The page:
9 Things People Commonly Think Women Like In Bed, But They Actually Don't - Healthy Mates Ideas

9 Things People Commonly Think Women Like In Bed, But They Actually Don’t

You’ve heard the notion of the “self-fulfilling prophecy” right? In a negative sense, it’s a false expectation about something or someone that may affect your behavior in a way that causes those expectations to be fulfilled. Not good.

It’s like a manager, for example, who expects employees to be slackers and, in turn.

Sure, it starts with our own thinking patterns–grounded in our beliefs and values. But it gets worse when verbally expressed as words that reinforce false beliefs. In other words, the very language we choose affects how we experience our world, and how others experience us.

There are subtle ways that our minds can convince us of something that isn’t really true. We all do this, both consciously and subconsciously, which can limit our ability to grow as people, workers, parents, and leaders.

This could spell trouble.

1. You have all-or-nothing thinking.

You may at times be guilty of seeing things as black-or-white, right-or-wrong, with nothing in between. If this becomes a self-fulfilling prophecy, it may essentially lead to perfectionist tendencies reinforced by words like, “If I’m not perfect then I’m a failure.”

2. You over-generalize.

You may use words like “always” or “never” in relation to people, events, or circumstances. It may come out of your mouth as a low-esteemed belief of “I’ll never get that promotion” even though you may be the most qualified.

3. You see things as worse than they actually are.

This means erroneously seeing things as dramatically more or less important than they actually are–which can often create way more drama for you and those around you. It may sound like this: “I forgot to send that document before the deadline! That means my boss will never trust me again, I’ll lose out getting a raise, and my co-workers will disapprove of me.”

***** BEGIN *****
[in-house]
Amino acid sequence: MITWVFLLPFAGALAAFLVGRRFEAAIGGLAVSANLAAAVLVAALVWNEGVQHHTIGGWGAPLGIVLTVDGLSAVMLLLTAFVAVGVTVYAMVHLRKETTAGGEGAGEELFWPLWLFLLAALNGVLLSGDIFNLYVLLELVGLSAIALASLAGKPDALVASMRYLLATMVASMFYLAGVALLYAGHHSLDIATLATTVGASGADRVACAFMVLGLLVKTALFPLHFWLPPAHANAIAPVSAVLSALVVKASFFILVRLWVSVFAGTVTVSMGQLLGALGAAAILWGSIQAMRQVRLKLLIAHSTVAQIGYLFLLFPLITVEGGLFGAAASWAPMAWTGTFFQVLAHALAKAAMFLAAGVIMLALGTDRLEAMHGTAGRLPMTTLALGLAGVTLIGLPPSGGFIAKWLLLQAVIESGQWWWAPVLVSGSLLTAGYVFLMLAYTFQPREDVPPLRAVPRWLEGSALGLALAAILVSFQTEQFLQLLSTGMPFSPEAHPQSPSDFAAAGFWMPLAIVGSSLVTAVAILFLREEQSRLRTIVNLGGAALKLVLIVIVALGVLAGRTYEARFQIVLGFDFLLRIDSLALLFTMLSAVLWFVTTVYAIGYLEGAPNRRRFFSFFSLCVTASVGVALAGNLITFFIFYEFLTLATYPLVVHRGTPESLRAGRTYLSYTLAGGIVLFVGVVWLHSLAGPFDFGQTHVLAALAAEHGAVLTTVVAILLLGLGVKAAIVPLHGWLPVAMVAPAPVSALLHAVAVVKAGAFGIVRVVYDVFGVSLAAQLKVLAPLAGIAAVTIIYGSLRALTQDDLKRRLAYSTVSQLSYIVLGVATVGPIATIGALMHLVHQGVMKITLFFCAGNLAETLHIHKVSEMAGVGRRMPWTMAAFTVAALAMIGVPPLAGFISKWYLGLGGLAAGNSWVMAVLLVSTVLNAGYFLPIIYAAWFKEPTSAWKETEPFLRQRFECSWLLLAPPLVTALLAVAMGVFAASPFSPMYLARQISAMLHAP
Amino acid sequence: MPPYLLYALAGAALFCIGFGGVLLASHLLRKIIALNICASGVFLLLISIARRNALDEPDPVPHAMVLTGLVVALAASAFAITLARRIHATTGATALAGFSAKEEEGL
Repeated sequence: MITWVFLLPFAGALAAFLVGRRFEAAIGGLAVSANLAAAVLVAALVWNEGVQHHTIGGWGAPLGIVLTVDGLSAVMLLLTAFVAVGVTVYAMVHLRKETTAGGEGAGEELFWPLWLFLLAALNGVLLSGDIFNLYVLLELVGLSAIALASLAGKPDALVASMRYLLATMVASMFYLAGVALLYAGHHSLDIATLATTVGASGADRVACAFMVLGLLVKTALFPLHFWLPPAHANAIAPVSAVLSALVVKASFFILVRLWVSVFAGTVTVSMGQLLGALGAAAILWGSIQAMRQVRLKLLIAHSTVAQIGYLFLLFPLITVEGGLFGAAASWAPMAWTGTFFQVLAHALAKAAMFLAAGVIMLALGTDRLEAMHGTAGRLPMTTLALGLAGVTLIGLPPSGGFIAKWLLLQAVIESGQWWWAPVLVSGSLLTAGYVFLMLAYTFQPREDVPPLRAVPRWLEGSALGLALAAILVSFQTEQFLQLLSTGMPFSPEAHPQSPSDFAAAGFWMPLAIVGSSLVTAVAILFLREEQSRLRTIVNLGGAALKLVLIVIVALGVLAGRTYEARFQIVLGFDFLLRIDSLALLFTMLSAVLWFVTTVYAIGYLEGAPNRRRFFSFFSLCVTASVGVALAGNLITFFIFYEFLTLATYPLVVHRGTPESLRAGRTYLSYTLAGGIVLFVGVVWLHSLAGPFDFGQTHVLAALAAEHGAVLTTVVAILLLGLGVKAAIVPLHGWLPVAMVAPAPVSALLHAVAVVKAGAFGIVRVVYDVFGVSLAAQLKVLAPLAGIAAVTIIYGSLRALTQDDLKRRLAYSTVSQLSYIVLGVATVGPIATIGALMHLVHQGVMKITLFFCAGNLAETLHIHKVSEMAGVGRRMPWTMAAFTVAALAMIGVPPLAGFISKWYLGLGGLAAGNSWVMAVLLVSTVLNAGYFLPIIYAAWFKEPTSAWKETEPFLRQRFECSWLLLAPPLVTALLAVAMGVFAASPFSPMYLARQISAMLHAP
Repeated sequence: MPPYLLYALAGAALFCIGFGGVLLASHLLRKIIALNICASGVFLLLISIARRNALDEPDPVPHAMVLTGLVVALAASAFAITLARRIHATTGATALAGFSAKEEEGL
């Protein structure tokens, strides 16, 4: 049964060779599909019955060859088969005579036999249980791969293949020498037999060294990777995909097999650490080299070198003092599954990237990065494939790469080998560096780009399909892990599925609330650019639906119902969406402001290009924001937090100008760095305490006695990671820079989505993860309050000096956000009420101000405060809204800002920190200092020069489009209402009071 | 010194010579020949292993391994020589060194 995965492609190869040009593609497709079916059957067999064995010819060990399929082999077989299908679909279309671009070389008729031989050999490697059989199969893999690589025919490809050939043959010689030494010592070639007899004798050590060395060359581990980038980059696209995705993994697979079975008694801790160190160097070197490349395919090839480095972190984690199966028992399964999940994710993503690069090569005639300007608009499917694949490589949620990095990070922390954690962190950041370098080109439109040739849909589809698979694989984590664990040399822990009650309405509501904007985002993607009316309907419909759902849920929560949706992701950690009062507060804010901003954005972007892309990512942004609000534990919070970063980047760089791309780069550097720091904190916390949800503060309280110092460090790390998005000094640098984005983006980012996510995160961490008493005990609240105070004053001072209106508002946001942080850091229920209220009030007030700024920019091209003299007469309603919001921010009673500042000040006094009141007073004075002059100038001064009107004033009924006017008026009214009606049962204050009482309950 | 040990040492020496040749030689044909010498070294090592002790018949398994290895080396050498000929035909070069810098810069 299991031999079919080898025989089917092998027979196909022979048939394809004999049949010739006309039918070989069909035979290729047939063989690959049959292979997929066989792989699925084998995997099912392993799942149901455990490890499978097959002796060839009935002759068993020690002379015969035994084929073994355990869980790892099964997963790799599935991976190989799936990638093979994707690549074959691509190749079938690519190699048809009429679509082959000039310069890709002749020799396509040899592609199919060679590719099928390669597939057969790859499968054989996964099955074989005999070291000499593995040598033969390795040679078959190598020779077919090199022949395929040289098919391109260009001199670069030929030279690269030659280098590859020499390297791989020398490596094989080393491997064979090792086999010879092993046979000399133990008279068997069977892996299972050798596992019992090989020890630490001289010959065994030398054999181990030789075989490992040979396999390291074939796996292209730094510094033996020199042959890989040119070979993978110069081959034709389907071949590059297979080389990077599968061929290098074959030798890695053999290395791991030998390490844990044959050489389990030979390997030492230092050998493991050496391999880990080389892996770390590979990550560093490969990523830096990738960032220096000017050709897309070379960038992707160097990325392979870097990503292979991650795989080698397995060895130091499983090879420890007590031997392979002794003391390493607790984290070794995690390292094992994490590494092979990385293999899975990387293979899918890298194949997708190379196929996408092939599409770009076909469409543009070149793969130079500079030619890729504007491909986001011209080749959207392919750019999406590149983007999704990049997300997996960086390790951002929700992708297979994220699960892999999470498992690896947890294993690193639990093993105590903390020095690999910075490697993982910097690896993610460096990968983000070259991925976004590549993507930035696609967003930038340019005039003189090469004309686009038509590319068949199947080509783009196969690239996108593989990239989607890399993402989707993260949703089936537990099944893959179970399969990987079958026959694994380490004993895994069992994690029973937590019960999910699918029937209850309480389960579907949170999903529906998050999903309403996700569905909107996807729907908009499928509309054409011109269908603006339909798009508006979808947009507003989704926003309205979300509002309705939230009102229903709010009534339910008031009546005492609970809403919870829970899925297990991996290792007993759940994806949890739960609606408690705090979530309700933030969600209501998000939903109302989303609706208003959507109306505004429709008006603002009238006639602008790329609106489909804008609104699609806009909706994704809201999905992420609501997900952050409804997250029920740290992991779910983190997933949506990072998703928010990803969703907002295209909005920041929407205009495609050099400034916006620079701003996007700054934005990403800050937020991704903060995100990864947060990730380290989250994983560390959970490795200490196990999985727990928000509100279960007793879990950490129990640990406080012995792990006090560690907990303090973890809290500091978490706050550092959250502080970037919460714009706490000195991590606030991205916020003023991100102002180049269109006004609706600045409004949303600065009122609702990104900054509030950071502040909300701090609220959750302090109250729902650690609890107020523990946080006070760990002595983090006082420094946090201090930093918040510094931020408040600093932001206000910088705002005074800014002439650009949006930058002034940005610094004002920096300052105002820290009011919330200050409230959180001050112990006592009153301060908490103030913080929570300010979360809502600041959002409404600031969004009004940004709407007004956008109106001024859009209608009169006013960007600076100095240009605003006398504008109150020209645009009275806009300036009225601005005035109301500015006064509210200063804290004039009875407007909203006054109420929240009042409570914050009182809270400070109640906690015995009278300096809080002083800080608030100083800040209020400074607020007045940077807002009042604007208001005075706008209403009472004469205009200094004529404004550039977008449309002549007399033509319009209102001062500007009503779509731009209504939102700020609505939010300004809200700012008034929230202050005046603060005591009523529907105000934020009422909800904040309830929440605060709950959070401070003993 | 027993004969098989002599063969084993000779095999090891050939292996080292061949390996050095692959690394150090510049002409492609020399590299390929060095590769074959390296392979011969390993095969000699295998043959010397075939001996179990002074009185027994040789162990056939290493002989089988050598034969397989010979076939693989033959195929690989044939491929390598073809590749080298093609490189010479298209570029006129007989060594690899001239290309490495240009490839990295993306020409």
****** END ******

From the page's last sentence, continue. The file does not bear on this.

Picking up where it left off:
4. You are your own victim of “shoulda coulda woulda.”

You may be guilty of over-analyzing to death what should have (shoulda), could have (coulda), or would have (woulda) happened or been done. This futile use of words focuses on the past, thus providing no solution to an actual problem in the here and now. It may sound something like this: “I could have worked harder on that account–I should’ve put in 80-hour weeks to get it done.”

5. You unjustly give others a negative label.

It may be that a co-worker wronged you. Perhaps it was an honest mistake, but you’ve decided that hanging on to your grudge, rather than forgiving, vilifies the wrongdoing and justifies your behavior. Because you’ve placed the “idiot” label on that person, it only hurts your ability to further collaborate and make amends.

6. You jump to conclusions.

You may be accused of making terrible assumptions and negative predictions about the future without evidence or factual support. You may say something like, “I won’t be able to afford my mortgage if I take this vacation.” (Truth is, you know there’s enough money stashed in savings to last five months.)

7. You disregard the positive.

Because your tendency is to be critical, you will discount the positive in people’s efforts and good intentions by over-accentuating the negative. Saying, for example, that a high-achieving colleague isn’t deserving of accolades because “anyone could’ve done it” is a good example of disregarding the good in others.

8. You play the blame game.

Blaming yourself when you weren’t entirely responsible or blaming other people and denying your role in the situation is a classic example of this toxic thinking pattern. It shows up in examples like, “If only I were younger, I would have gotten the job,” or “If only she hadn’t called me on it, I wouldn’t have been angry and shot back.”

9. You dwell on things too long.

Allowing (dwelling on) one negative detail or fact to spoil your enjoyment, performance, happiness, hope, etc., is a toxic thinking pattern that will limit you. Example: Your team feels like they’ve had the most productive meeting in months, but because your PowerPoint presentation didn’t work, it spoiled the whole meeting for you. You can’t let go of it even though other people weren’t fazed by it.

Your turn: What would you add to this list?

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